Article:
The Japanese government on Tuesday decided on a plan to generate 15 trillion yen ($107 billion) of investment in the supply of hydrogen over the next 15 years from the public and private sectors in a push to increase its use and speed up decarbonization.
Under the revised Basic Hydrogen Strategy, approved at a meeting between relevant ministers, the country also plans to increase its hydrogen supply sixfold from the current level of 2 million tons to around 12 million tons by 2040.
Since hydrogen does not emit carbon dioxide or other greenhouse gases when combusted, the utility sector can significantly cut emissions by mixing hydrogen with natural gas at thermal power plants, or by burning hydrogen as a fuel.
While it is hoped hydrogen will be used for various purposes, including as fuel for cars, challenges remain over its widespread adoption and use due to high production and transportation costs compared with conventional fuels such as coal.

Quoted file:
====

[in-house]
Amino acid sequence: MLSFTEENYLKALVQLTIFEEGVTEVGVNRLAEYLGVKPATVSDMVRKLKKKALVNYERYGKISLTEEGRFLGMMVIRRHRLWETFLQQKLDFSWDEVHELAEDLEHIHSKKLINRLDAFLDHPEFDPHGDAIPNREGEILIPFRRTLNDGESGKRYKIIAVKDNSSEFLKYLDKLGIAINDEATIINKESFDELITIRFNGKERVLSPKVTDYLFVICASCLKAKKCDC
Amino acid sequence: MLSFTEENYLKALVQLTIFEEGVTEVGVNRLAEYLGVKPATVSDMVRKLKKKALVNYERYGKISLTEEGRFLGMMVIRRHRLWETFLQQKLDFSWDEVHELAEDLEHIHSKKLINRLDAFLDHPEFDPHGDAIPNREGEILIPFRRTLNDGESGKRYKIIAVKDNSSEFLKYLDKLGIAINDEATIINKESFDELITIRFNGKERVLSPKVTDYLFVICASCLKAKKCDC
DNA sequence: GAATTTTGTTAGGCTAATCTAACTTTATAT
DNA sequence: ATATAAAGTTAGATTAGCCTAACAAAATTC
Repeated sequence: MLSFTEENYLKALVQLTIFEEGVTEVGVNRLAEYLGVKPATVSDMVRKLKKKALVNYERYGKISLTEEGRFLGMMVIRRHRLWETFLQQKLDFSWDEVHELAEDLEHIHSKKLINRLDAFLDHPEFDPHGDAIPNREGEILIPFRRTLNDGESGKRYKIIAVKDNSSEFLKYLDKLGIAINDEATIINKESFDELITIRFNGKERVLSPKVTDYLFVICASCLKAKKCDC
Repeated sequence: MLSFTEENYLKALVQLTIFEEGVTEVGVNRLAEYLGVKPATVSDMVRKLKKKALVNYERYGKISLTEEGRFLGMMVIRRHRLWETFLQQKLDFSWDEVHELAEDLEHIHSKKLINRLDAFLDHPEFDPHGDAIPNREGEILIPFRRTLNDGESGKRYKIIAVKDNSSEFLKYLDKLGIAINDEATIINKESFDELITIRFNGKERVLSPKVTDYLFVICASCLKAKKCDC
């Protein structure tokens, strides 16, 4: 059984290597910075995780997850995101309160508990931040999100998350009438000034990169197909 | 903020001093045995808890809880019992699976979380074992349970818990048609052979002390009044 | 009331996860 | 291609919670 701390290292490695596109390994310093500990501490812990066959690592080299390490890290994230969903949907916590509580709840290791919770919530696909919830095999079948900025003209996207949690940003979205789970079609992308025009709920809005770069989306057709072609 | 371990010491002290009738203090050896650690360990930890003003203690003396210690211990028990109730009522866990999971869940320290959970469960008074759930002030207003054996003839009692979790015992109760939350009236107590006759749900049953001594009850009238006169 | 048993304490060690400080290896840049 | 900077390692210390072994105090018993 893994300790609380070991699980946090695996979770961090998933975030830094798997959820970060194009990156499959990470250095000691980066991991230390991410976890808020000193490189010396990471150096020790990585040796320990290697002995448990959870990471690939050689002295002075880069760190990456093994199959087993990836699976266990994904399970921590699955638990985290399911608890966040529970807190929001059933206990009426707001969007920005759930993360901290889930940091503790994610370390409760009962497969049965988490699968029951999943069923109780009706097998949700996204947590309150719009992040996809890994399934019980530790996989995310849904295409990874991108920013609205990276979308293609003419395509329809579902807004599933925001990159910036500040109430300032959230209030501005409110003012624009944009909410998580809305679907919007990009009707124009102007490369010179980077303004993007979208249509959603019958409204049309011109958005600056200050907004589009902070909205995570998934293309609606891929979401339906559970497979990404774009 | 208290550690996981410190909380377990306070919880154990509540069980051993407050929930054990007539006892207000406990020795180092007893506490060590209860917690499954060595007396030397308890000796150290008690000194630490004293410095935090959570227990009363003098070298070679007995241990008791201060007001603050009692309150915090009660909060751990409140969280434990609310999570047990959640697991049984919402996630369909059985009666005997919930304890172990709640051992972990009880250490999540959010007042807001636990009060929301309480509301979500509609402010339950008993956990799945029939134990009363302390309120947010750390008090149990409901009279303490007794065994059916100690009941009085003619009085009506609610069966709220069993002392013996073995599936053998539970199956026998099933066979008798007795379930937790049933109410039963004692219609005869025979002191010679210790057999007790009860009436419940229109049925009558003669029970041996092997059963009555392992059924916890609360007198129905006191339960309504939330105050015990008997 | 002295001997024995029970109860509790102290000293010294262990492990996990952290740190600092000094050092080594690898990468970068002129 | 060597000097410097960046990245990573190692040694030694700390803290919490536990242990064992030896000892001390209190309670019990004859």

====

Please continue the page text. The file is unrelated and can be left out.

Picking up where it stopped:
“We would like to steadily build a supply chain for hydrogen in Asia and the Indo-Pacific region by further expanding Japan’s (hydrogen) technology, which has been world-leading,” Economy, Trade and Industry Minister Yasutoshi Nishimura told a press conference.
Through rolling out the strategy by 2040, the government hopes companies will be encouraged to get more actively involved in hydrogen initiatives, with the aim of realizing the commercialization of hydrogen power generation by 2030.
The government has already decided to grow the country’s hydrogen supply…